Christopher Roth
Not just one of the best things I've ever seen about the Yugoslav Wars of Succession, but one of the best arguments for non-fiction comics. Very powerful book. It gets deep into the inexplicable phenomenon of how Serbs turned on their Muslim neighbors almost overnight when war erupted in Bosnia. Puts a human face on the Bosnian war more than anything I've read. ...more
This is a book I would probably have never known about if it hadn't been for a little workshop I attended during my teaching degree. Which would have been a sad loss for me, because this is an excellent book, vivid and educational, emotional and honest, a book that brings a complex and confusing war into your lap, at the same time beautiful in its artistic skill, and heart-wrenching in the agony of its story.

Goražde (pronounced "go-RAJH-duh") is a town in Bosnia, which used to be part of Yugosla
Mateen Mahboubi
Nov 16, 2020 rated it it was amazing  ·  review of another edition
One of the masters in comics journalism, Sacco has proven himself to be an expert at reporting from war-torn areas in such a unique way. Perfectly embedding himself with the locals and really getting the full story in a way that most cannot. I'm sure that some can criticize volumes like this for not showing "both sides" but in most cases, that's not the point. This is the lived experience for so many people every day and Sacco is showing it.

The Bosinan War was a real low point in the late 20th c
Vivek Kulanthaivelpandian
The moment you pick up any graphic novel book, habitually you expect the story to move like a well thought out interesting drama infused fictional plot. In this book I felt the same way in the first few pages , but had to remind me often that it is not a work of fiction . So patiently read through the pages where there were conversations than action. Joe, like all of his other works has put in a lot of effort to visually reconstruct the events he witnessed while he was there and also visual spec ...more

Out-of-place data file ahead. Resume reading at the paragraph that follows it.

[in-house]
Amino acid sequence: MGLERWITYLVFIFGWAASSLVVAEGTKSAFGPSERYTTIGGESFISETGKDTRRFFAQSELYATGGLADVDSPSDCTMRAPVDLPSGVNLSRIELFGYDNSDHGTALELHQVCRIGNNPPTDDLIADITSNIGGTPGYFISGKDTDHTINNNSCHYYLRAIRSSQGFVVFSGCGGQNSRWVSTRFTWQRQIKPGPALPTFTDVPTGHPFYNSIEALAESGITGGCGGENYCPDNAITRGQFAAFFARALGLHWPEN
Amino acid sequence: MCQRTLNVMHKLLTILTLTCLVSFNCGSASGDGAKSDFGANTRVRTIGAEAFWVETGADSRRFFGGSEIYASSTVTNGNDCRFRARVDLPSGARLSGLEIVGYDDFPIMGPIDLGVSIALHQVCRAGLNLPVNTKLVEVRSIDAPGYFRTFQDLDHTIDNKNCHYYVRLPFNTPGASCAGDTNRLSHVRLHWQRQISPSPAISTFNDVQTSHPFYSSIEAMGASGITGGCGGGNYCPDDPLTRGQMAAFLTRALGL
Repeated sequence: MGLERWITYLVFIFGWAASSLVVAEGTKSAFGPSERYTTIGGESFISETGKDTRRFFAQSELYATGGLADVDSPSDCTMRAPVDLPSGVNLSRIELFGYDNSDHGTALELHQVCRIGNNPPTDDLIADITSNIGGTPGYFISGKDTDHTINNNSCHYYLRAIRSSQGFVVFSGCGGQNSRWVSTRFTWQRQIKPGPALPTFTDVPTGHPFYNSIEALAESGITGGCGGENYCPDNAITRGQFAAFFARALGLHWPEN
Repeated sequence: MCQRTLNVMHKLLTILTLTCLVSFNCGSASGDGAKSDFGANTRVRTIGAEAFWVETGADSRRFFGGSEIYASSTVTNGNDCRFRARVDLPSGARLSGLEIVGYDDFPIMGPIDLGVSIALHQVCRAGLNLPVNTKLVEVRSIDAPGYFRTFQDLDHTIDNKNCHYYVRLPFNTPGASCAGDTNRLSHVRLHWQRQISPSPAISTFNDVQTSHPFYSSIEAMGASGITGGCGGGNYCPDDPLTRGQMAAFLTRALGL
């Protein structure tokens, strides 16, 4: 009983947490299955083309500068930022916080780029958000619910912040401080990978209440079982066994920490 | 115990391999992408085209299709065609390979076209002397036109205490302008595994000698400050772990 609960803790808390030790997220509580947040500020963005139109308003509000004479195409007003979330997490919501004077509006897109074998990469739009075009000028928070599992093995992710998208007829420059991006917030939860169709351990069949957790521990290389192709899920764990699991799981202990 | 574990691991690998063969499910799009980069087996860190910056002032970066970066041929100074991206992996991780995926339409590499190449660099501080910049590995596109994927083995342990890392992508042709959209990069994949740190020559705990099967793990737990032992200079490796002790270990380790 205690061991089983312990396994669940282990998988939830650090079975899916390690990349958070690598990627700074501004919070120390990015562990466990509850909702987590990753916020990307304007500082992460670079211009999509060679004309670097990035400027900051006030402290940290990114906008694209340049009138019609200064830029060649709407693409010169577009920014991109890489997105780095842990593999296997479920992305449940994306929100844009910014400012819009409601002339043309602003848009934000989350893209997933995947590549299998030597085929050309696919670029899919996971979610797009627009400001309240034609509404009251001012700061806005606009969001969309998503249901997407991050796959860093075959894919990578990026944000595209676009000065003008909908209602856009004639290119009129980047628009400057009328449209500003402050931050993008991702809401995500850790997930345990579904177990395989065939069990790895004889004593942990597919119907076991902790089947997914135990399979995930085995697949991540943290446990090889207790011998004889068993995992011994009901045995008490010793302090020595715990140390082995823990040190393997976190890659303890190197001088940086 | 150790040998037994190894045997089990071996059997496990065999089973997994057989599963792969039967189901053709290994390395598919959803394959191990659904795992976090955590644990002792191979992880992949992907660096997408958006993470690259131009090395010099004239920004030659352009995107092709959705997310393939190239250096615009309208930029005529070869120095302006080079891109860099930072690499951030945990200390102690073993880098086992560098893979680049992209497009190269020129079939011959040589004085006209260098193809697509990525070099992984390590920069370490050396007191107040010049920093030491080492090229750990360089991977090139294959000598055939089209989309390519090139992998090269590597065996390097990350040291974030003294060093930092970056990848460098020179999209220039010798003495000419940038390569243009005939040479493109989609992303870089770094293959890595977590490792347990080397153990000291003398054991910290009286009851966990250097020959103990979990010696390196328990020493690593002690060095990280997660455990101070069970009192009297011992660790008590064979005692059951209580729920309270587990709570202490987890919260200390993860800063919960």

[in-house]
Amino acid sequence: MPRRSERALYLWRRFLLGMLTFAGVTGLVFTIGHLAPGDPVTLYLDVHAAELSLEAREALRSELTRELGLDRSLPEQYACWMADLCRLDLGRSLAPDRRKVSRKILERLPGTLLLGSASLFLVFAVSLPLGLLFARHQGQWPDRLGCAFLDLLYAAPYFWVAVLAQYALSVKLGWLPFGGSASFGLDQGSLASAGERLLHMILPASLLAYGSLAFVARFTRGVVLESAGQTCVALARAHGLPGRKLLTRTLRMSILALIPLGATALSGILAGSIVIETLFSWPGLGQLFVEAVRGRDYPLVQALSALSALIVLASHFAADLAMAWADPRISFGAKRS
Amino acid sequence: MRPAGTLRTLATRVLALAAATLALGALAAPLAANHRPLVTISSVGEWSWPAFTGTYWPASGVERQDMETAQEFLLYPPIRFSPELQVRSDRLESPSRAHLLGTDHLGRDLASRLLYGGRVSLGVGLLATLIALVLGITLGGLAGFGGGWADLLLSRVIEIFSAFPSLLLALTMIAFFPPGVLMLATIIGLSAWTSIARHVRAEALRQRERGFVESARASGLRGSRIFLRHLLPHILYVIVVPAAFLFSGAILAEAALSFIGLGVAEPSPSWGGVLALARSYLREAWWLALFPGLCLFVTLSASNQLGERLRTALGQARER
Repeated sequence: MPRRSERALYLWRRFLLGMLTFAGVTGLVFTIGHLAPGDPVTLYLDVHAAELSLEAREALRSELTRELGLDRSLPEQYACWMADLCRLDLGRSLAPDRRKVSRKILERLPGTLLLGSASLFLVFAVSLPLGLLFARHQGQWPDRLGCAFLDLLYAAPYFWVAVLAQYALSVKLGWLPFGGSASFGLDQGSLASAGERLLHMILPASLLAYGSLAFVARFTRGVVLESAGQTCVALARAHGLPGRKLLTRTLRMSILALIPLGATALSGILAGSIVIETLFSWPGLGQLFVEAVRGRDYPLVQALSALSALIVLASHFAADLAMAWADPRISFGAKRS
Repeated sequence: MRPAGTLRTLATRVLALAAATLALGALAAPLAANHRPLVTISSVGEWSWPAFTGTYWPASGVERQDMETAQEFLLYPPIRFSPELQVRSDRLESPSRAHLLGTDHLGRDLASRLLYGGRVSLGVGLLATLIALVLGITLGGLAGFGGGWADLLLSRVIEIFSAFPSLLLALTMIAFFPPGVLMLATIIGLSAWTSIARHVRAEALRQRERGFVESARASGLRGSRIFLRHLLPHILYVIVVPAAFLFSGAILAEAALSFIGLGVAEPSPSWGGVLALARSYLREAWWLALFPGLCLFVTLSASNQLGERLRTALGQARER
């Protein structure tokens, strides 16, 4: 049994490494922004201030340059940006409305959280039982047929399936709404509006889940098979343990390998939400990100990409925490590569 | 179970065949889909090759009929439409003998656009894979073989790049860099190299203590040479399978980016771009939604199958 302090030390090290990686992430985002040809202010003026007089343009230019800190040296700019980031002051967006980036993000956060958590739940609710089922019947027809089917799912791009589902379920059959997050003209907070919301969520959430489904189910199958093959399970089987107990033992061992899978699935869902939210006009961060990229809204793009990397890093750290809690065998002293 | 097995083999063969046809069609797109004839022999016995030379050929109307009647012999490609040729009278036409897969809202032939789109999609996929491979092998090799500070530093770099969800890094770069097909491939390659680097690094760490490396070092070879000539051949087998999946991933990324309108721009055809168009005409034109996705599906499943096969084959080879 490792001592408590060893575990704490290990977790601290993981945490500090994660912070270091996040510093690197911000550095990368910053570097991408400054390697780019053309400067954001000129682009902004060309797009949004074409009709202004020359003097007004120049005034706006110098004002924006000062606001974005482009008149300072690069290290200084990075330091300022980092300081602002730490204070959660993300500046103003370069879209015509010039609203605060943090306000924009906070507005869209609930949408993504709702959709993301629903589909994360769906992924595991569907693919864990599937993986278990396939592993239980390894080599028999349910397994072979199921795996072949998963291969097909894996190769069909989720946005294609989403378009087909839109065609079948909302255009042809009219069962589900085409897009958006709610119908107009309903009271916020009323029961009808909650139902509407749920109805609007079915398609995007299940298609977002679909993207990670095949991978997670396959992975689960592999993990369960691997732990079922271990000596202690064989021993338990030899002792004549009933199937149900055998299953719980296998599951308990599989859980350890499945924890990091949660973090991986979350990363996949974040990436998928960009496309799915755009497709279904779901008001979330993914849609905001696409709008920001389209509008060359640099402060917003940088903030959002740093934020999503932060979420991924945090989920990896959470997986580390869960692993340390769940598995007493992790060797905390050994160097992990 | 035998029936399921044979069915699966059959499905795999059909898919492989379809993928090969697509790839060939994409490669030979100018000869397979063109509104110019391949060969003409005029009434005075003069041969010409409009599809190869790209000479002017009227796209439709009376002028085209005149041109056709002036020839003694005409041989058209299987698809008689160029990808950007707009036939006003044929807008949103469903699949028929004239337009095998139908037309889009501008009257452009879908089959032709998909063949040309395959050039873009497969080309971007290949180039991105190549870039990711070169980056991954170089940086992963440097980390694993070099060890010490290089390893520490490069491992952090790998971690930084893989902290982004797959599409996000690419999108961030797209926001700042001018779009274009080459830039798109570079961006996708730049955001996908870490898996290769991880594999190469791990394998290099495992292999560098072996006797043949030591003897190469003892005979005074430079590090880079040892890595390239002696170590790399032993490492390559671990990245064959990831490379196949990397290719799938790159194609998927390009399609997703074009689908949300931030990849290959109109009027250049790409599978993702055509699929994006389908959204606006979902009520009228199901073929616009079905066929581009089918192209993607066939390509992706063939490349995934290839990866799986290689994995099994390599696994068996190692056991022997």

Joe Sacco's mission in life is to give exposure to people who are normally overlooked and forgotten. In Safe Area Gorazde, he excels at doing so. It is part history, part travelogue, and part war journalism all wrapped up into a graphic novel. The art is gritty and violent, and does not shy away from showing all of the horrors of war and genocide. The illustrations are impressive, but they cannot be said to look pretty- although that is part of the point. The subject matter and the world are ugl ...more
Feb 04, 2014 rated it it was amazing  ·  review of another edition
How do I put what I've just read into words? A picture is worth a thousand words and Sacco grabs ahold of this concept in this profound and enormously well-captured work on the Bosnian War. Serbians and Muslims, who were literally living next door as neighbors, somehow managed to hate and kill each other in a way that eerily parallels the horrors during WWII. Although strictly from the POV's of Bosnians and never from the side of the enemy, I still believe it's a great piece of journalistic work ...more
Jun 02, 2018 rated it it was amazing  ·  review of another edition

“The awful and frightening fact about fascism is that it ‘takes’ only a few gestures (a pig’s head in a mosque; a rumour of the kidnap of a child; an armed provocation at a wedding) to unsettle or even undo the communal and human work of generations.”